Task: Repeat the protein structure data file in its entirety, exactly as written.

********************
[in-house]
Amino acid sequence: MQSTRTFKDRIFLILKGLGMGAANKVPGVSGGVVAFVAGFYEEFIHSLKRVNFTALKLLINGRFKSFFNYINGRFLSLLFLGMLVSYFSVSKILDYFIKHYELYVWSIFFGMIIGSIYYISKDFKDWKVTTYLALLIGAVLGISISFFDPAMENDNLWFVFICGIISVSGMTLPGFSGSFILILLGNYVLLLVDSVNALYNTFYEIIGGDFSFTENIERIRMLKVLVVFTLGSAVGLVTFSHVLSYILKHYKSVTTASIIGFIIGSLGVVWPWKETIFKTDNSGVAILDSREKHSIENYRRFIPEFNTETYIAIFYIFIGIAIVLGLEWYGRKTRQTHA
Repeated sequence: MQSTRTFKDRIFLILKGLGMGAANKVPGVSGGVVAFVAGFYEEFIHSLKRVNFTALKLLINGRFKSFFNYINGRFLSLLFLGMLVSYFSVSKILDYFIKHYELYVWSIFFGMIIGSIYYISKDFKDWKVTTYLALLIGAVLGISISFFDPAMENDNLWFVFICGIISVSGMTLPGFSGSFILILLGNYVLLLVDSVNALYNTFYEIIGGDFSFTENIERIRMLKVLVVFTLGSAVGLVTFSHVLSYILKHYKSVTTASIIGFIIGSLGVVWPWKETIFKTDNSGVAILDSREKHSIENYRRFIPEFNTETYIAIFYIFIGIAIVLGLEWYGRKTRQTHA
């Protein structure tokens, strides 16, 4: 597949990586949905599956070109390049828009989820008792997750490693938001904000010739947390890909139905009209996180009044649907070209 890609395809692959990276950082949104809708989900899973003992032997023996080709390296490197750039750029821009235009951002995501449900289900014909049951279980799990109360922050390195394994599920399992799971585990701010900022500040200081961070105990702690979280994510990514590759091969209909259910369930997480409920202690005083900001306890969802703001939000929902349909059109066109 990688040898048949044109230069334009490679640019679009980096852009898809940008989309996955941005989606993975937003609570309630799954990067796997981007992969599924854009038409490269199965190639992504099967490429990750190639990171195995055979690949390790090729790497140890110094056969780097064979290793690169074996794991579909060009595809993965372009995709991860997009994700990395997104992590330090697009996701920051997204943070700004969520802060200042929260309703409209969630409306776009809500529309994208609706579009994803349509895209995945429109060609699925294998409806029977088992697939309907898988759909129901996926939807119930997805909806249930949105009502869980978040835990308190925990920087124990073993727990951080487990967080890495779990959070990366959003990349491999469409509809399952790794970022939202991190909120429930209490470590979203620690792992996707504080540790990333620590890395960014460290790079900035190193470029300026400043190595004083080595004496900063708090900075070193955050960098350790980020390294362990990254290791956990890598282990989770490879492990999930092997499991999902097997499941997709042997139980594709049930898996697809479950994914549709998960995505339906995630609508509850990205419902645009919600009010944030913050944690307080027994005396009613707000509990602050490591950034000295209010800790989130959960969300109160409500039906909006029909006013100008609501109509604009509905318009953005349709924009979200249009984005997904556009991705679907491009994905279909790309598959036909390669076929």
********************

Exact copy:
[in-house]
Amino acid sequence: MQSTRTFKDRIFLILKGLGMGAANKVPGVSGGVVAFVAGFYEEFIHSLKRVNFTALKLLINGRFKSFFNYINGRFLSLLFLGMLVSYFSVSKILDYFIKHYELYVWSIFFGMIIGSIYYISKDFKDWKVTTYLALLIGAVLGISISFFDPAMENDNLWFVFICGIISVSGMTLPGFSGSFILILLGNYVLLLVDSVNALYNTFYEIIGGDFSFTENIERIRMLKVLVVFTLGSAVGLVTFSHVLSYILKHYKSVTTASIIGFIIGSLGVVWPWKETIFKTDNSGVAILDSREKHSIENYRRFIPEFNTETYIAIFYIFIGIAIVLGLEWYGRKTRQTHA
Repeated sequence: MQSTRTFKDRIFLILKGLGMGAANKVPGVSGGVVAFVAGFYEEFIHSLKRVNFTALKLLINGRFKSFFNYINGRFLSLLFLGMLVSYFSVSKILDYFIKHYELYVWSIFFGMIIGSIYYISKDFKDWKVTTYLALLIGAVLGISISFFDPAMENDNLWFVFICGIISVSGMTLPGFSGSFILILLGNYVLLLVDSVNALYNTFYEIIGGDFSFTENIERIRMLKVLVVFTLGSAVGLVTFSHVLSYILKHYKSVTTASIIGFIIGSLGVVWPWKETIFKTDNSGVAILDSREKHSIENYRRFIPEFNTETYIAIFYIFIGIAIVLGLEWYGRKTRQTHA
């Protein structure tokens, strides 16, 4: 597949990586949905599956070109390049828009989820008792997750490693938001904000010739947390890909139905009209996180009044649907070209 890609395809692959990276950082949104809708989900899973003992032997023996080709390296490197750039750029821009235009951002995501449900289900014909049951279980799990109360922050390195394994599920399992799971585990701010900022500040200081961070105990702690979280994510990514590759091969209909259910369930997480409920202690005083900001306890969802703001939000929902349909059109066109 990688040898048949044109230069334009490679640019679009980096852009898809940008989309996955941005989606993975937003609570309630799954990067796997981007992969599924854009038409490269199965190639992504099967490429990750190639990171195995055979690949390790090729790497140890110094056969780097064979290793690169074996794991579909060009595809993965372009995709991860997009994700990395997104992590330090697009996701920051997204943070700004969520802060200042929260309703409209969630409306776009809500529309994208609706579009994803349509895209995945429109060609699925294998409806029977088992697939309907898988759909129901996926939807119930997805909806249930949105009502869980978040835990308190925990920087124990073993727990951080487990967080890495779990959070990366959003990349491999469409509809399952790794970022939202991190909120429930209490470590979203620690792992996707504080540790990333620590890395960014460290790079900035190193470029300026400043190595004083080595004496900063708090900075070193955050960098350790980020390294362990990254290791956990890598282990989770490879492990999930092997499991999902097997499941997709042997139980594709049930898996697809479950994914549709998960995505339906995630609508509850990205419902645009919600009010944030913050944690307080027994005396009613707000509990602050490591950034000295209010800790989130959960969300109160409500039906909006029909006013100008609501109509604009509905318009953005349709924009979200249009984005997904556009991705679907491009994905279909790309598959036909390669076929």